1KBART: improving the supply of data to link resolvers and knowledge bases Jason Price, SCELC Ejournal Package AnalystKBART Consortia RepresentativeNISO/BISG ALA Annual Anaheim27 June 2008Credit for (most) slides: Charlie Rapple (KBART UKSG co-chair)
2Outline Retrieval using a link resolver and its knowledge base What is a knowledge base, and why it mattersSome examples of problems that occurKBART – what? why? who? how? when?
3How does a link resolver allow retrieval? Takes an OpenURL and extracts the article metadataCompares article metadata to knowledge basewhere is the article available?which version is preferred by the library?Puts together a direct link to this versiontarget (cited) articlepredictable link
8Hang on. What is a knowledge base? A databaseContains information about web resourcese.g. what journal holdings are available in JSTORand how would you link to articles in themContains information about the resources a library has licensed/ownsMay contain electronic and print holdings (in addition to a number of other services)
9So why is it so important? It ‘knows’ where all the content isIt ‘knows’ which versions the library is able to accessSo – it’s the only comprehensive source of links to a library’s full complement of electronic full text contenti.e. It solves the “appropriate copy” problem
11Where the chain breaks Wrong data Publisher gives wrong metadata for title to the KBLink resolver uses bad metadata to make linkLink does not resolve to correct targetDead end
12Where the chain breaks Outdated data Publisher said it has a particular issueLink resolver links to an article from itIssue has been removedDead end Or, provider doesn’t notify that issue is now liveSo no traffic from link resolvers to that issue!That’s not good!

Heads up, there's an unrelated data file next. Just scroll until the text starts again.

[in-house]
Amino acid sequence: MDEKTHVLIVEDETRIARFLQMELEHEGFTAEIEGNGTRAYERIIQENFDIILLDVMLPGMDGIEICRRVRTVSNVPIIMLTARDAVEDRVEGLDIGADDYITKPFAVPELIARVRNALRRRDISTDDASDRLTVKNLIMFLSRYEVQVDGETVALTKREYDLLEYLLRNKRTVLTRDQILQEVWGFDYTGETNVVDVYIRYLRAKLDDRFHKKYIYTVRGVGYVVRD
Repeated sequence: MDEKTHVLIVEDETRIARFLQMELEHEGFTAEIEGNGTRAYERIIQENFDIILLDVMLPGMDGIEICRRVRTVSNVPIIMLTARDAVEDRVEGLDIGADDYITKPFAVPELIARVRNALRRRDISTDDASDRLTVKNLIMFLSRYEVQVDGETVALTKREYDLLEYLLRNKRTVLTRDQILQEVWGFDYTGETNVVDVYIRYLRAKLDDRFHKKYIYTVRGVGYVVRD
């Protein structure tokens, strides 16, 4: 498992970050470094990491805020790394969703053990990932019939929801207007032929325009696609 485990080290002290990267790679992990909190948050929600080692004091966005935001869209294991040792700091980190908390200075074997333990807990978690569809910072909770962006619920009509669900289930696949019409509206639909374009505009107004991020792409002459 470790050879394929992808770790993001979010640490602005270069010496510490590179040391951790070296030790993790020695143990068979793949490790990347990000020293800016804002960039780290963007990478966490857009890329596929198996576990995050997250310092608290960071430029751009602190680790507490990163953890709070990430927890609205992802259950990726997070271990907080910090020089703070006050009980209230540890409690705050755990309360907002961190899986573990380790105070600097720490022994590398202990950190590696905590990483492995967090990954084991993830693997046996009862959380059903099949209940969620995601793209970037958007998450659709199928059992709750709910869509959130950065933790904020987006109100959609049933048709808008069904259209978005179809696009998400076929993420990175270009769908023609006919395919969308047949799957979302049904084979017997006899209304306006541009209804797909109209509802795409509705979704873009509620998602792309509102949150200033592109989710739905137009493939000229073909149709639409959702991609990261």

13Right. So. What is KBART? Knowledge Bases And Related Tools UKSG and NISO collaborative projectTo improve navigation of the e-resource supply chain byEnsuring timely transfer of accurate data to knowledge bases, ERMs etc.
14Why was KBart established? UKSG 2007 research report, “Link Resolvers and the Serials Supply Chain”lack of awareness of OpenURL's capabilitiesimpacting the quality and timeliness of data provided to knowledge basesundermining the potential of this sophisticated technologyNISO partnership to help reach US audience
15Who’s in KBart?Core working group chaired by Charlie Rapple (Publishing Technology – Ingenta) and Serials Solutions’ Peter McCrackenLink resolver/ERM suppliers – Ex Libris, Openly/OCLC, SerialsSolnsPublishers – Taylor & Francis, SageSubscription agents/aggregators – Swets, EBSCO, Ingenta, CredoLibraries – Edinburgh, Leicester, Cornell, Hanford TechnicalConsortia – SCELC, CDLMonitoring groupMore of these plus other related groups e.g. NASIG
16What is KBart’s mission? GuidelinesEducationInformation hubClarify who, mostly, needs educating – did the research report suggest one group is getting it more than another? (probably the publishers – sorry publishers!)
17How are you going to do it? TerminologyProblemsSolutions (to come)Advocacy (to follow!)
18Terminology Open Access ERM embargo target link-to syntax OPAC source link resolvercontent providerlocalisationappropriate copyaggregatorSFXDOIfederated searchgatewayknowledge basemetadataOpenURL
19Problemsaccuracyformatvol/issue vs datedate granularity (day, month, season, year)title changestitle mappingabbreviationsISSN/ISBN variationsre-use of ISSNeffect on licensinggenericism/granularitymisrepresentationpackage variationsfree contentownershipcontacts/feedback mechanismsincentiveinformal structureunclear responsibilitiesduplication of effortfile formatformat definitions; shoe-horningage of datafrequencylink syntax and granularityData & transferDate coverageKnowledge basesSupply chainTitle relationsComplianceLicensinghaving articulated the issues affecting the efficiency of OpenURL linking, we’re now proposing and honing solutions.Hopefully some will be relatively simple – a case of finally having the right people in a room together discussing itOthers may need compromise between different stakeholders
20When are you going to finish? This time next yearMay go on to create a standardPhase II?e.g. exploring options for a centralized knowledge baseInclude wider range of resources (e.g. non-text content)?
21Questions? www.uksg.org/kbart Charlie Rapple (UKSG co-chair) Peter McCracken (NISO co-chair)Jason Price (Working Committee Member)